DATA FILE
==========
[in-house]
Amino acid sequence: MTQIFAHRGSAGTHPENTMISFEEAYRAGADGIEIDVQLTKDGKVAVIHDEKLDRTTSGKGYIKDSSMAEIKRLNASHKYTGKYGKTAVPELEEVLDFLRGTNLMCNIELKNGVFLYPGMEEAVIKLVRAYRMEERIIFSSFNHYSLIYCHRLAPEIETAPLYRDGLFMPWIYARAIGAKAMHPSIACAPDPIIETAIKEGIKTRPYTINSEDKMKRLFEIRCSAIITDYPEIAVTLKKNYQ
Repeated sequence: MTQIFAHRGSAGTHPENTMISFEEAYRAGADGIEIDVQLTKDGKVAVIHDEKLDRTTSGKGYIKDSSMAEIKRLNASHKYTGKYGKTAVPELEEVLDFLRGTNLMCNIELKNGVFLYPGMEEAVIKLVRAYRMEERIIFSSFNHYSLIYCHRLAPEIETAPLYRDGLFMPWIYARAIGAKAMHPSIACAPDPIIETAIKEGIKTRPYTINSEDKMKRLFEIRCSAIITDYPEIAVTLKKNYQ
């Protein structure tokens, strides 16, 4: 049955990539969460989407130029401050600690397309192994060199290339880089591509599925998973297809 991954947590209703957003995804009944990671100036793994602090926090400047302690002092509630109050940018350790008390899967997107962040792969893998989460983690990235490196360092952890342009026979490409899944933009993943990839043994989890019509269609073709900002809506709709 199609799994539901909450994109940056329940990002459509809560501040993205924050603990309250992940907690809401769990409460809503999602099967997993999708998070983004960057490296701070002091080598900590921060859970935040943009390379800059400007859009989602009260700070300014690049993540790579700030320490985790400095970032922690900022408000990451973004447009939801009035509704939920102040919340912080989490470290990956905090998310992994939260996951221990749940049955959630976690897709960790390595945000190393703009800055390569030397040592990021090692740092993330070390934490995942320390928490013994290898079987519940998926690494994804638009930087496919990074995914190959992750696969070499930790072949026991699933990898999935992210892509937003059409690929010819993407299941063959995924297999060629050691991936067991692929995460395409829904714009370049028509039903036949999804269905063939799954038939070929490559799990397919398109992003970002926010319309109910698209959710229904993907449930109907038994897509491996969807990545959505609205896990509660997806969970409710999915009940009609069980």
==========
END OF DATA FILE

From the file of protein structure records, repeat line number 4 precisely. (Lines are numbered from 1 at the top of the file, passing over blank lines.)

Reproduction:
């Protein structure tokens, strides 16, 4: 049955990539969460989407130029401050600690397309192994060199290339880089591509599925998973297809 991954947590209703957003995804009944990671100036793994602090926090400047302690002092509630109050940018350790008390899967997107962040792969893998989460983690990235490196360092952890342009026979490409899944933009993943990839043994989890019509269609073709900002809506709709 199609799994539901909450994109940056329940990002459509809560501040993205924050603990309250992940907690809401769990409460809503999602099967997993999708998070983004960057490296701070002091080598900590921060859970935040943009390379800059400007859009989602009260700070300014690049993540790579700030320490985790400095970032922690900022408000990451973004447009939801009035509704939920102040919340912080989490470290990956905090998310992994939260996951221990749940049955959630976690897709960790390595945000190393703009800055390569030397040592990021090692740092993330070390934490995942320390928490013994290898079987519940998926690494994804638009930087496919990074995914190959992750696969070499930790072949026991699933990898999935992210892509937003059409690929010819993407299941063959995924297999060629050691991936067991692929995460395409829904714009370049028509039903036949999804269905063939799954038939070929490559799990397919398109992003970002926010319309109910698209959710229904993907449930109907038994897509491996969807990545959505609205896990509660997806969970409710999915009940009609069980």